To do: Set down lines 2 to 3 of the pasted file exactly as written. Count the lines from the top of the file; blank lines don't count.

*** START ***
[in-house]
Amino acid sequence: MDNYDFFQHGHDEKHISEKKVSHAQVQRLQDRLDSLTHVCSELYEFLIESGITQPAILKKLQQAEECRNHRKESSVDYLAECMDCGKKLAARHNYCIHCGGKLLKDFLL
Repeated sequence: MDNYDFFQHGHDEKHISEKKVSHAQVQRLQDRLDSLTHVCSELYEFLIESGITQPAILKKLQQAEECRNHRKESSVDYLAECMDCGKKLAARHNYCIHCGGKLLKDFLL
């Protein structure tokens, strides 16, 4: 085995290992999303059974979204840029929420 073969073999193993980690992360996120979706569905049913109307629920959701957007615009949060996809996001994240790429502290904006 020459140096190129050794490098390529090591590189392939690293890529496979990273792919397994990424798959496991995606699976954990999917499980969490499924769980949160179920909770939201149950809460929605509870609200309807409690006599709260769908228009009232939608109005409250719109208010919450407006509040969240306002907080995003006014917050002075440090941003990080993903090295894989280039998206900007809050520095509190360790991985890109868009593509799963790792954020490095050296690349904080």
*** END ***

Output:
Amino acid sequence: MDNYDFFQHGHDEKHISEKKVSHAQVQRLQDRLDSLTHVCSELYEFLIESGITQPAILKKLQQAEECRNHRKESSVDYLAECMDCGKKLAARHNYCIHCGGKLLKDFLL
Repeated sequence: MDNYDFFQHGHDEKHISEKKVSHAQVQRLQDRLDSLTHVCSELYEFLIESGITQPAILKKLQQAEECRNHRKESSVDYLAECMDCGKKLAARHNYCIHCGGKLLKDFLL